Largely state-owned Belgian communications provider Belgacom has taken a 40 percent stake in mobile payments specialist Tunz as it gains ground in the lucrative micro-payments arena.
Tunz, which recently acquired a European e-money licence, has been brought in to help the former state telecom monopoly expand into the market for mobile micro-payments, allowing customers to make a large range of purchases from their mobile phone.
Tunz will provide the new joint venture, called Ping Ping, with a unique open payment platform offering a range of mobile payment solutions and applications, such as contactless near-field-communication (NFC) payments, national and international person-to-person payments, internet payments, mobile ticketing and almost paperless bank transfer forms.
Belgacom has stated it considers mobile payments to be a crucial field in the development of innovative services, and to this end in 2008 it took over Mobile-for, a company that specialised in mobile payments for parking, as well as recently signing a deal with drinks manufacturer Coca-Cola to enable customers to pay at vending machines with their mobile phones using the new joint Ping Ping brand.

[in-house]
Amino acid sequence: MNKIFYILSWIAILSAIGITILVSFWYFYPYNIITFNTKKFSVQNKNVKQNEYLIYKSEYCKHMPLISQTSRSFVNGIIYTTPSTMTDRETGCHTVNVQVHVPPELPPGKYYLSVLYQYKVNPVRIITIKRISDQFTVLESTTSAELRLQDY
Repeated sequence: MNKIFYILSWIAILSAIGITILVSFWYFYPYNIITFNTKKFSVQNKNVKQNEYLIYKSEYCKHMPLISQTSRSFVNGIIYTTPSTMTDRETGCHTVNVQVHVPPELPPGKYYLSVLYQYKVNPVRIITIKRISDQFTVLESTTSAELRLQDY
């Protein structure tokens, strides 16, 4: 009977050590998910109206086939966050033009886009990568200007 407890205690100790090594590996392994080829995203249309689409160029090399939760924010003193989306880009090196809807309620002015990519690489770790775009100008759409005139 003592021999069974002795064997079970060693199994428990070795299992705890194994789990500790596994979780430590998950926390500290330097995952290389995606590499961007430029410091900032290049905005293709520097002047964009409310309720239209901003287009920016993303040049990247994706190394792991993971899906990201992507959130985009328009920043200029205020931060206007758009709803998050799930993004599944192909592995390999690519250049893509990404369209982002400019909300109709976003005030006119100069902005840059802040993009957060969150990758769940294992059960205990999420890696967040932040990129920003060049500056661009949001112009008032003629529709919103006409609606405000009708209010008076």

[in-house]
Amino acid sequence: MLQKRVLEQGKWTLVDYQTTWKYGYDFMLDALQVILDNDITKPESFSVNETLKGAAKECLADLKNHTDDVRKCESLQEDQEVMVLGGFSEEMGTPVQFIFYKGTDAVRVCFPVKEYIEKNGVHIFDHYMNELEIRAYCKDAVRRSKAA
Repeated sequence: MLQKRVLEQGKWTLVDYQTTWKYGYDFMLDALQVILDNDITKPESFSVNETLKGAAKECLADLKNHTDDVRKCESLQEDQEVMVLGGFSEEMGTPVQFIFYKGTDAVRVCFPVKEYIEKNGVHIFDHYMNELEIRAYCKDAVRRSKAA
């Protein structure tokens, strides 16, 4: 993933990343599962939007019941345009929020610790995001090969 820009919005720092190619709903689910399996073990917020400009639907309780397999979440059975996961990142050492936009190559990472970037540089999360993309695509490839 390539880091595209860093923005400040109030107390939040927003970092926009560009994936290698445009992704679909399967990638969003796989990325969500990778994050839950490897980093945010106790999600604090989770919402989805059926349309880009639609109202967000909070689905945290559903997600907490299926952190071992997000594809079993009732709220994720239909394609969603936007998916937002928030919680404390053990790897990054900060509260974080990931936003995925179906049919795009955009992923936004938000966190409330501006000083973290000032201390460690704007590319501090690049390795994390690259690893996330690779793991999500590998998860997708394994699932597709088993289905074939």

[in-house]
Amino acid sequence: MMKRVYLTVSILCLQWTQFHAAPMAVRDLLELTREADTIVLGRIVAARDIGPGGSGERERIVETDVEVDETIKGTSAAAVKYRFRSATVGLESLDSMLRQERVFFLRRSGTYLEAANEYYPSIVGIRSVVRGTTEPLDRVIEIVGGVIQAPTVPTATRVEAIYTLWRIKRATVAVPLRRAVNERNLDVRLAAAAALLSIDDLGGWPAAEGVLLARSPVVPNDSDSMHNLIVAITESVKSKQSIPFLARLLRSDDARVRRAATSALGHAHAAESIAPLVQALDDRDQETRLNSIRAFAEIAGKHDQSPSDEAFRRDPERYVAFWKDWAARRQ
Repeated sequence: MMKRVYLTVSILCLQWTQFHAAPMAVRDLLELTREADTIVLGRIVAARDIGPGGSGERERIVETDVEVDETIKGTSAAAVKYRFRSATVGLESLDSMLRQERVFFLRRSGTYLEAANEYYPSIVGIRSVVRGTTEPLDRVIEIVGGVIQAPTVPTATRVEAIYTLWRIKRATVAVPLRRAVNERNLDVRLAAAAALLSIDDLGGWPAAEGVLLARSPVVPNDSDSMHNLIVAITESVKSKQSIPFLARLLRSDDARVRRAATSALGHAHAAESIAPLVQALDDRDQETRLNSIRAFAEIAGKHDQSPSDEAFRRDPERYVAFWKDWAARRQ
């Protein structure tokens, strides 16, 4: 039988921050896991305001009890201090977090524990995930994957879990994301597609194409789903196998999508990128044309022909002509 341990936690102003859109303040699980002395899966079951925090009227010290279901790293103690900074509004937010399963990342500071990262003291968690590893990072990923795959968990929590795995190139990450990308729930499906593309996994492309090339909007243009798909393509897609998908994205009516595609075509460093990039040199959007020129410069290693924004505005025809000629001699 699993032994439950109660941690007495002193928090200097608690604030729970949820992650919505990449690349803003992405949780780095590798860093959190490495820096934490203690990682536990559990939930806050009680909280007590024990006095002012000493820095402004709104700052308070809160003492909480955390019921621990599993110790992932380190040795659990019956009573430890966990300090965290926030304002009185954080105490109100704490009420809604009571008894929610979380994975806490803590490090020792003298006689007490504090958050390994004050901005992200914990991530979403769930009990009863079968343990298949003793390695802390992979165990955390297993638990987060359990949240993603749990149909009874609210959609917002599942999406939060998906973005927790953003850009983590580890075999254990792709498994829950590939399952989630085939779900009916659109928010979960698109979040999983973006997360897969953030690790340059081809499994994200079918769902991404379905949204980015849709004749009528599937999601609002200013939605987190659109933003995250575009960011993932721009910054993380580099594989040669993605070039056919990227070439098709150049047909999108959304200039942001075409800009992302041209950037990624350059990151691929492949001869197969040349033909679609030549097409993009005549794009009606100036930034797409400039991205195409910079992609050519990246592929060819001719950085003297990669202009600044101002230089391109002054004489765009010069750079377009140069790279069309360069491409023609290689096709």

Belgacom vice-president of innovation Stijn Vander Plaetse said: “The Belgacom group considers mobile payments as a key domain in its development of innovative services. Based on our recent evolution in mobile parking services, we are convinced that together with Tunz we will realise a quick uptake of mobile micro-payments in other domains.”
Tunz was set up in January 2007 by Grégoire de Streel and Jean Zurstrassen, co-founders of Skynet, Belgium’s largest internet service provider, which was sold to Belgacom in 1998. The company was set up based on a mobile phone wallet system, whereby a mobile phone user can receive payment from anyone with a mobile phone and a Tunz account. Tunz then charges whenever a transfer is sent using the service.
Belgacom’s acquisition of a stake in Tunz comes shortly after the dominant telecoms operator posted higher than expected results for 2008, despite revenue being down by 1.5 percent and net profit falling 16.5 percent year-on-year.